How is Die Cut Cost Affected by the Complexity of My Designs?
The more complicated your design, the more your die cut parts will cost. But which factors does the design impact, and how?
Material selection, the cost of tooling, and machine tolerances are all impacted by design complexity. Understanding how these factors are affected will explain why your price increases based on choices in design.
1. DIE CUT MATERIAL SELECTION
Out of all the flexible materials your converter can die cut, some are easier to cut than others. In fact, there are hidden costs in cutting semi-rigid, elastic, or otherwise hard-to-cut materials on a machine press.
Foams, elastics, or metallic materials are often harder to cut with absolute precision, meaning it might be a lengthier process with added waste due to how the material behaves on a press. Whether it’s thick, stretchy, or abrasive, your material selection can complicate the cutting process.
Any material that makes your tolerances more difficult to reach could increase your production cost, a risk you’ll want to know about during the material selection process.
Are you searching for the right material for your design? You might benefit from knowing when to get involved with with a flexible material converter:
2. PRICE OF DIE CUT TOOLING
Every part design produced on a rotary die cut press requires a unique tool, and complex part designs lead to more expensive tooling. Because of this, the price of die cut tooling varies considerably.
Hard-to-cut materials, multi-layer products, and tighter tolerances can all contribute to pricier tooling. Some materials require blades of a specific quality and angle that require highly customized tooling and may need replacing more often. Multi-layer products sometimes require multiple die cut tools, and tighter tolerance tools are more difficult to construct accurately.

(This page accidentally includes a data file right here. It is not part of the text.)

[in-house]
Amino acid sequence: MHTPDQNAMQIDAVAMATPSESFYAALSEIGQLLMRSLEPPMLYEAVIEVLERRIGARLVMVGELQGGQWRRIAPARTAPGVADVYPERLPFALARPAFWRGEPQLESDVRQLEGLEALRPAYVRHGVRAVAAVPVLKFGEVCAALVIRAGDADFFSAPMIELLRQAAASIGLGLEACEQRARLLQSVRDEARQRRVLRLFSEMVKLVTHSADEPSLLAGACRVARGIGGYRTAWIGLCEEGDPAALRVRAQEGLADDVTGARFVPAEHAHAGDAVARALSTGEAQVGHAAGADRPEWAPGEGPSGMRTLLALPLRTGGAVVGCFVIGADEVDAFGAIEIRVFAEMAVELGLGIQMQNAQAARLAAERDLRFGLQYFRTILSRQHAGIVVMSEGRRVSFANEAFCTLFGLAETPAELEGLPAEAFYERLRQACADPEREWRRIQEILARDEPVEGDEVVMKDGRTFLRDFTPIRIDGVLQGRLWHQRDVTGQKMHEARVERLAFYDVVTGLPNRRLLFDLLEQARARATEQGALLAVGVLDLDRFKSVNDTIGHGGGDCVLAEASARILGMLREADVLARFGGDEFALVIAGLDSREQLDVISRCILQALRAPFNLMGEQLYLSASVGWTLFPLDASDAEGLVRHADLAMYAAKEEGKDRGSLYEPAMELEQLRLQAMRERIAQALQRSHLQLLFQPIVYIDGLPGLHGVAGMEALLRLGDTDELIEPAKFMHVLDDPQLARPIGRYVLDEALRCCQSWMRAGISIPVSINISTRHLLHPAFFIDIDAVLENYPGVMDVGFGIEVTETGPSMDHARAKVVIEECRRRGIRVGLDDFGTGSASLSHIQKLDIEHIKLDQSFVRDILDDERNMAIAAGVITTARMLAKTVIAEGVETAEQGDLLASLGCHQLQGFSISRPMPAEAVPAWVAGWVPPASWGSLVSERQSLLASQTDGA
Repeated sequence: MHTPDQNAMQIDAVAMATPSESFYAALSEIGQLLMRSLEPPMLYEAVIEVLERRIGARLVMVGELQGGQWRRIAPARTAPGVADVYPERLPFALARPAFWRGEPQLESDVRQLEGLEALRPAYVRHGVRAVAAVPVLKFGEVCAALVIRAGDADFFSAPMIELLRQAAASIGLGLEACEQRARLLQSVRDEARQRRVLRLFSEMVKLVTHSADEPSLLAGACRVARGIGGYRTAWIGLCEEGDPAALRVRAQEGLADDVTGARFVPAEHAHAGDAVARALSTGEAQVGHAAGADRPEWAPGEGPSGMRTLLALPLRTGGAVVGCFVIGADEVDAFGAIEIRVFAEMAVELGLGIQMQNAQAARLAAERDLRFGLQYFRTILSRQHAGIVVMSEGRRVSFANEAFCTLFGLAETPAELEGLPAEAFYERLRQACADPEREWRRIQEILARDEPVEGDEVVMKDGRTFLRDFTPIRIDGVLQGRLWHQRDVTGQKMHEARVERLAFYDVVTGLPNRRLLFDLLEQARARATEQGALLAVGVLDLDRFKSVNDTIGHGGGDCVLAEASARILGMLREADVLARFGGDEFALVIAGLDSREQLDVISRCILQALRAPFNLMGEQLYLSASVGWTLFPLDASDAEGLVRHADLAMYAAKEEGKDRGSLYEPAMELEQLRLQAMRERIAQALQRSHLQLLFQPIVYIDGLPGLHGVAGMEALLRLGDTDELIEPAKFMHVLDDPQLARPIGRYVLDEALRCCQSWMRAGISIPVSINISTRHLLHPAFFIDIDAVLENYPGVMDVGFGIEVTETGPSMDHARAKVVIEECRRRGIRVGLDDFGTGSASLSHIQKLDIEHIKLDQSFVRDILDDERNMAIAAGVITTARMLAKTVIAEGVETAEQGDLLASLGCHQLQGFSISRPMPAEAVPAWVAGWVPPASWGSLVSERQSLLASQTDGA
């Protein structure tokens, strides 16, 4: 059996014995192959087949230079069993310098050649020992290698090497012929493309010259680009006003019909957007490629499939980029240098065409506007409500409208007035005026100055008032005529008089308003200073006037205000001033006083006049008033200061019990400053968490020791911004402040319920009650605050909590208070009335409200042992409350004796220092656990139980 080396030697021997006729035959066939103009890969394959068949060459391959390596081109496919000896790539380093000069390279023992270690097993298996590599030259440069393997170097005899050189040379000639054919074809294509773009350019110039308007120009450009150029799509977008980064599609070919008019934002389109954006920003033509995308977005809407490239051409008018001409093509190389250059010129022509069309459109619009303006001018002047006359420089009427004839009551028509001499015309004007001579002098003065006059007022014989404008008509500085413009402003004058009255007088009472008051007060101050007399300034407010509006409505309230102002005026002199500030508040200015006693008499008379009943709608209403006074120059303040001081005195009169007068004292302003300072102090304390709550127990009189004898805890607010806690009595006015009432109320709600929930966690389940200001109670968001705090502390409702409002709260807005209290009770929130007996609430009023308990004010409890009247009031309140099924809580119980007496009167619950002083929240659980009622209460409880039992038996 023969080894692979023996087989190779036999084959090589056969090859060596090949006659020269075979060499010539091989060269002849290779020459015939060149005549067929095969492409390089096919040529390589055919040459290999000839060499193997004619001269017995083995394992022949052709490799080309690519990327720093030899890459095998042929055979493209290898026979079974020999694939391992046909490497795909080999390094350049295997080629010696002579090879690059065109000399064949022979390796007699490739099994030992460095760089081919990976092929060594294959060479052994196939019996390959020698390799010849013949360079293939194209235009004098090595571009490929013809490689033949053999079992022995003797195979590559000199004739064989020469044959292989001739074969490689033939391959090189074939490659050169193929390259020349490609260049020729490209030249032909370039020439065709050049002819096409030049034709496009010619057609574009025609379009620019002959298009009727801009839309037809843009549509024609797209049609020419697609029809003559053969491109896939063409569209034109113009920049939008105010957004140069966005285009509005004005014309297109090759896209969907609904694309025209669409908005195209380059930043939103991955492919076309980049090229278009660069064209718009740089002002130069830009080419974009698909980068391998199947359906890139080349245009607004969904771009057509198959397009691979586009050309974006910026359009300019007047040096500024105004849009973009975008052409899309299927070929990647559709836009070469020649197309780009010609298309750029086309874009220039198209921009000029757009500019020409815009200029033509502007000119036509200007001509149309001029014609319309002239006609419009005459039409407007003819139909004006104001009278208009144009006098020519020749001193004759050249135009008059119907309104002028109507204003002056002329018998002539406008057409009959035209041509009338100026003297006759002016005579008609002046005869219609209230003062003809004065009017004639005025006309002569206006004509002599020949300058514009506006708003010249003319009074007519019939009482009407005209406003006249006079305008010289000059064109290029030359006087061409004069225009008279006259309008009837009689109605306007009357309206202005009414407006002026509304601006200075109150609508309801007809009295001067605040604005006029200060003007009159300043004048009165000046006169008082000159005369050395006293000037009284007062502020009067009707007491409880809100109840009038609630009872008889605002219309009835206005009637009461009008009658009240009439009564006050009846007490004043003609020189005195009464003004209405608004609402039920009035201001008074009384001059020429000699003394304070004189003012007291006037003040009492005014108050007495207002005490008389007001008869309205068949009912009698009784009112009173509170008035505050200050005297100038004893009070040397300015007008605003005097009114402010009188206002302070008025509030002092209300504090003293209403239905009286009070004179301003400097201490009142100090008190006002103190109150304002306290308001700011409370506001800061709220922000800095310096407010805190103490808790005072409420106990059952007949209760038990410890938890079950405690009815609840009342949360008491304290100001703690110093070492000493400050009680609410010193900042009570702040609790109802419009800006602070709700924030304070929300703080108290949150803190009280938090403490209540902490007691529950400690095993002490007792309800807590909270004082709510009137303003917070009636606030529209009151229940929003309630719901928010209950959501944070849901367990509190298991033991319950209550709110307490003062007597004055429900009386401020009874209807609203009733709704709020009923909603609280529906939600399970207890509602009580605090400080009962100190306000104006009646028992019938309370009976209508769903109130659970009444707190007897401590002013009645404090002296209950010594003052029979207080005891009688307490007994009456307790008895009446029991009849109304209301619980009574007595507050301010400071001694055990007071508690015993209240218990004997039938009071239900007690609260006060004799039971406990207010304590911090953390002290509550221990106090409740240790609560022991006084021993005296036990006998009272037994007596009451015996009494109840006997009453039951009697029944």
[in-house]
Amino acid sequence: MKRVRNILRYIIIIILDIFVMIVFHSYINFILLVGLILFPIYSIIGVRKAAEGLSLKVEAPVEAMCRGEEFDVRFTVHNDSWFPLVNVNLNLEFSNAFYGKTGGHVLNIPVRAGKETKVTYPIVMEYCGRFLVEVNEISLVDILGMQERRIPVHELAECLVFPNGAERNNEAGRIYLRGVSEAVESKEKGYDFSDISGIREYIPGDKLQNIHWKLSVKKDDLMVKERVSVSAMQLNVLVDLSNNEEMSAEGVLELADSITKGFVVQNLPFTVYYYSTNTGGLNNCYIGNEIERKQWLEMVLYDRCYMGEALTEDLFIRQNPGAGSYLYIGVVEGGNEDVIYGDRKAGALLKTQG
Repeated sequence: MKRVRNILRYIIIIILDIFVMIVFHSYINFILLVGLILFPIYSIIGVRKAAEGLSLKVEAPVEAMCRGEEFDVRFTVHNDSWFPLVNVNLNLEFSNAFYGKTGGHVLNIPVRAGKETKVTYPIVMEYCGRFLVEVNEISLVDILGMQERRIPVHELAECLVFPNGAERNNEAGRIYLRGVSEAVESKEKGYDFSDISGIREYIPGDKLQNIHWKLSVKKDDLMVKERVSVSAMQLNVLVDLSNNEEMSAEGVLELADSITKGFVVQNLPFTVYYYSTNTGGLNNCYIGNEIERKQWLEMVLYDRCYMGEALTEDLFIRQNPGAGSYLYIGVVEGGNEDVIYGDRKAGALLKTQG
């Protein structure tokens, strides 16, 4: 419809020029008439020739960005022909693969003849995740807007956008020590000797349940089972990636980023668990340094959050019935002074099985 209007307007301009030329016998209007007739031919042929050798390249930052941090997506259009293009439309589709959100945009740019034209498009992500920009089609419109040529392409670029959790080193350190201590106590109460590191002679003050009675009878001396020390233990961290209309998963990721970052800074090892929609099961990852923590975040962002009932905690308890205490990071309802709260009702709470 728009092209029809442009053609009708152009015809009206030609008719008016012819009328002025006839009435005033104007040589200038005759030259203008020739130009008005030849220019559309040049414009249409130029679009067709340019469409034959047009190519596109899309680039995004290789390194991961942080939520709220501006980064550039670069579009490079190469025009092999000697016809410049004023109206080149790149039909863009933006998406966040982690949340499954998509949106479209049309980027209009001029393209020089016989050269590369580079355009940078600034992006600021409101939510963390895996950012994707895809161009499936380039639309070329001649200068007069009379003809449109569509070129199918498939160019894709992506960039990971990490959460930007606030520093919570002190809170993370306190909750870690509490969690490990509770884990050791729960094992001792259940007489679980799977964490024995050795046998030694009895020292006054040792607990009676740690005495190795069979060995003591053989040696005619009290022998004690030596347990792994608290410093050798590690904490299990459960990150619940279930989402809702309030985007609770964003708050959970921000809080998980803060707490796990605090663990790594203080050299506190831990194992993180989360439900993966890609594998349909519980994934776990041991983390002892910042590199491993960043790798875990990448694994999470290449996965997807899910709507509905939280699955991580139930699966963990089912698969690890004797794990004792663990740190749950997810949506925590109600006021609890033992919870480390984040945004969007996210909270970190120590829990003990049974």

Your tooling cost depends on your material, your design, and the strictness of your tolerances, but it also depends on the intended lifespan and quantity of your process. Is this a one-time production, or do you intend to continue this project over a series of months, or years? Keep in mind that die cut tools are bound to wear out eventually, and for complex designs, you’ll want to opt for a durable tool so it doesn’t need to be replaced as often.
How Can I Get the Best Die Cut Cost with My Design?
Finding the best die cut cost isn’t always about leading with your most simple design, but rather collaborating with your converter to make changes like consolidating layers or loosening tolerances when possible to make your design highly manufacturable.
Of course, design optimization also depends on part functionality, so your fully-optimized part could have more or fewer features depending on your goals. There’s a balance to be had between lowering your cost per part and your total production cost. Sometimes, making a part simpler will increase the complexity of assembling, which will net a higher cost overall.
This conundrum is why it is so important to discuss your application with your converter.
Die cut costs can be confusing, but you can read a more extensive guide if you’re looking to learn more about die cut pricing: